Saturday 14 October 2017

Movie Review: Lone Survivor (2013)

A war endurance story, Lone Survivor is a harrowing recreation of a mission-gone-wrong in the mountains of Afghanistan.

The setting is June, 2005, in Afghanistan. Four Navy SEALs are deployed on a remote mountaintop near an isolated village on a reconnaissance mission to identify and track a Taliban leader. The team consists of sniper Marcus Luttrell (Mark Wahlberg), Lieutenant Michael Murphy (Taylor Kitsch), Communications Specialist Danny Dietz (Emile Hirsch) and sniper Matthew Axelson (Ben Foster). Lieutenant Commander Erik S. Kristensen (Eric Bana) tracks their progress from a forward operations base, but communications are patchy due to the difficult terrain.

The mission is compromised when three local goat herders stumble onto the SEAL's observation point. Murphy and his men decide to retreat from the area, but local anti-American militias are alerted to their presence and the four men are caught in a vicious firefight, vastly outnumbered and cut off from any support.

Directed by Peter Berg and based on the book of the same name by Luttrell, Lone Survivor stays close to the facts and pays respectful attention to the events of the ill-fated Operation Red Wings. Similar in tone to Black Hawk Down, Lone Survivor looks for the acts of valour and unshakeable brotherhood emerging in the midst of a ruinous military misadventure.

Berg steers clear of any politicizing or examination of why the US troops are in Afghanistan in the first place. This is a story zoomed-in on four highly-trained warriors attempting to execute a mission, and forced to innovate their way out of trouble while under fire. The ordeal is agonizing, the casualties are high, and Berg's cameras do not flinch in the face of bullet strikes, physical and mental suffering, and death.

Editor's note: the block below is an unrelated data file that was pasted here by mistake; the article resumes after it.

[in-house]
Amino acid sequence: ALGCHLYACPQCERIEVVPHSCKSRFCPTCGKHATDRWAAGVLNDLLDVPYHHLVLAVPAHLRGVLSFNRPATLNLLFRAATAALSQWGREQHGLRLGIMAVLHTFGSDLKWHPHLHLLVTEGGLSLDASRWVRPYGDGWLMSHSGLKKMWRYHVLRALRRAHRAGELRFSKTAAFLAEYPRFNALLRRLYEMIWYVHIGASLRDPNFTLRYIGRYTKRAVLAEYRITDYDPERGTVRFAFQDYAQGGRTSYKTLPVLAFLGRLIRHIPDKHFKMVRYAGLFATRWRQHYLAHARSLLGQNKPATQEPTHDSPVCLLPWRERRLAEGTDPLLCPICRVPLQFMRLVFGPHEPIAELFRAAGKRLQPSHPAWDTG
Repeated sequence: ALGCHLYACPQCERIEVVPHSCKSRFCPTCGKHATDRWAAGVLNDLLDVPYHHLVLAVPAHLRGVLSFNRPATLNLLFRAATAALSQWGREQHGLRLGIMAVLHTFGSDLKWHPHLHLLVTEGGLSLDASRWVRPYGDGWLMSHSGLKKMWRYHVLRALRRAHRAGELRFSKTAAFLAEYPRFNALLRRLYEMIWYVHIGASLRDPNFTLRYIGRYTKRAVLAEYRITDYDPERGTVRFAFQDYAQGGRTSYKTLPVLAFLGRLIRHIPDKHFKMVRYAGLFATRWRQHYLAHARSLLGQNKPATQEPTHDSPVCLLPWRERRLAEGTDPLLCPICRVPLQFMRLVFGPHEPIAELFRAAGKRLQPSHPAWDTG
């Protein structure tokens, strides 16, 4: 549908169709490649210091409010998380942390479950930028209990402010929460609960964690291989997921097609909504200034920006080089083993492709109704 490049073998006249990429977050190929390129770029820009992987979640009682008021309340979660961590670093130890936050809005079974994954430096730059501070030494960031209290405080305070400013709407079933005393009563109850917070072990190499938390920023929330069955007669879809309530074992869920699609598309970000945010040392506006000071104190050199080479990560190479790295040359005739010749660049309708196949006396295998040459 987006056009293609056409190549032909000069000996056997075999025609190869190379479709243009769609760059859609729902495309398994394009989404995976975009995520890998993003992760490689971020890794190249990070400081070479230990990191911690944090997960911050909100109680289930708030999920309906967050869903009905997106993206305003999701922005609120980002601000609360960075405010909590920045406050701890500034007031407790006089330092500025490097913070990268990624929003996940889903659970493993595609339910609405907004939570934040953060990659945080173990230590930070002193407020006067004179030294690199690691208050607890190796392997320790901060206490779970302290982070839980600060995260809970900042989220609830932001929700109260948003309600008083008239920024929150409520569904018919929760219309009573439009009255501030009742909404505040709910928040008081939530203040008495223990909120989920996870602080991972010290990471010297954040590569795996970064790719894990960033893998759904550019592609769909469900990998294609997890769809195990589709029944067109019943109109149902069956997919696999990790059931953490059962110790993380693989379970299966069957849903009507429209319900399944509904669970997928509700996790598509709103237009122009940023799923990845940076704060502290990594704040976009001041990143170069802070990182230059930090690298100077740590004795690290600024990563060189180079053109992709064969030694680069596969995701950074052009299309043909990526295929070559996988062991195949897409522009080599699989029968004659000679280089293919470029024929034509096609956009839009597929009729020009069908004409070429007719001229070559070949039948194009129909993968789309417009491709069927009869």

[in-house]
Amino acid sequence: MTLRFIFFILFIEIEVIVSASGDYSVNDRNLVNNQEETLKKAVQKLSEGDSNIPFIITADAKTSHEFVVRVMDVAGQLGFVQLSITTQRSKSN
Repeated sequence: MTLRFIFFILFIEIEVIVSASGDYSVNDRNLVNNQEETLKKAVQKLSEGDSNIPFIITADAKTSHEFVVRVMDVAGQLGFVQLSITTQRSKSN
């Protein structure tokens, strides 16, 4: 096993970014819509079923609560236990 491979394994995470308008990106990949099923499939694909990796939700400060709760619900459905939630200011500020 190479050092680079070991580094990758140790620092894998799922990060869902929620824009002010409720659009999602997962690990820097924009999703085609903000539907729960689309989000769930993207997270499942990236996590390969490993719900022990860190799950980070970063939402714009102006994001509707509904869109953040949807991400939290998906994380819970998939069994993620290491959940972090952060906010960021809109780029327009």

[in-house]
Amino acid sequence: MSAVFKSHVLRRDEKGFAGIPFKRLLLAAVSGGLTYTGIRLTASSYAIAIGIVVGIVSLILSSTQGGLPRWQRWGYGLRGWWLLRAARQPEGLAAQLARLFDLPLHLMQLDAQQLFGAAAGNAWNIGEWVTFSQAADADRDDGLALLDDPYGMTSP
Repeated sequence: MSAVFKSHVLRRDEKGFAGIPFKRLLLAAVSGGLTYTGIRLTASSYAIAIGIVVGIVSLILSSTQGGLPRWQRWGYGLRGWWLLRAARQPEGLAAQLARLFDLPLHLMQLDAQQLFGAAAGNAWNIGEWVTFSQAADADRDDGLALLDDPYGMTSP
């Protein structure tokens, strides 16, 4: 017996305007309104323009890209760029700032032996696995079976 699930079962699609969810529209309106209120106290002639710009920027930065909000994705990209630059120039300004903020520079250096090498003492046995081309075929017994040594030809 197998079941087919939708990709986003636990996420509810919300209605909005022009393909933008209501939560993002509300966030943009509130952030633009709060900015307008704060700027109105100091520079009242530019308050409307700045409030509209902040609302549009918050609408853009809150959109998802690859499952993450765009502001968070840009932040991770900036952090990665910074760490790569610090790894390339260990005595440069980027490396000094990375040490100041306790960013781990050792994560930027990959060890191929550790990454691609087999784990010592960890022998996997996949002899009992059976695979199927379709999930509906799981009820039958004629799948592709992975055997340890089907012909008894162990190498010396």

Berg's script relied on actual mission reports and autopsies to capture the details of individual wounds, and Lone Survivor is a testimony to the eternal horrors of war, up-close and personal. More than once the SEALs tumbled down steep rocky embankments to try and escape their pursuers, and the images of human bodies hurtling out of control and bouncing repeatedly off hard objects are painful to watch.

Once the combat starts at around the 45 minute mark, Lone Survivor unleashes and sustains unrelenting intensity, the bonding between the men rising as their casualties mount and the inevitable arrives. Berg achieves a memorable combat and heroism climax when Murphy, under intense fire, insists on reaching a rocky but exposed high point to try and establish communications and call for help.

Given the film's focus on just the four men, Lone Survivor could have invested more time in their backstories. Berg provides a few perfunctory and abstract references to wives and girlfriends, and leaves it at that. The film also unfortunately falls into the tired Hollywood trap of over-juicing the final drama, placing Luttrell in perils that he never actually faced, when his actual ordeal should have been sufficient.

But these are relatively minor quibbles. Lone Survivor is a superior and forceful war film, capturing soldiers at their best under the worst possible conditions.

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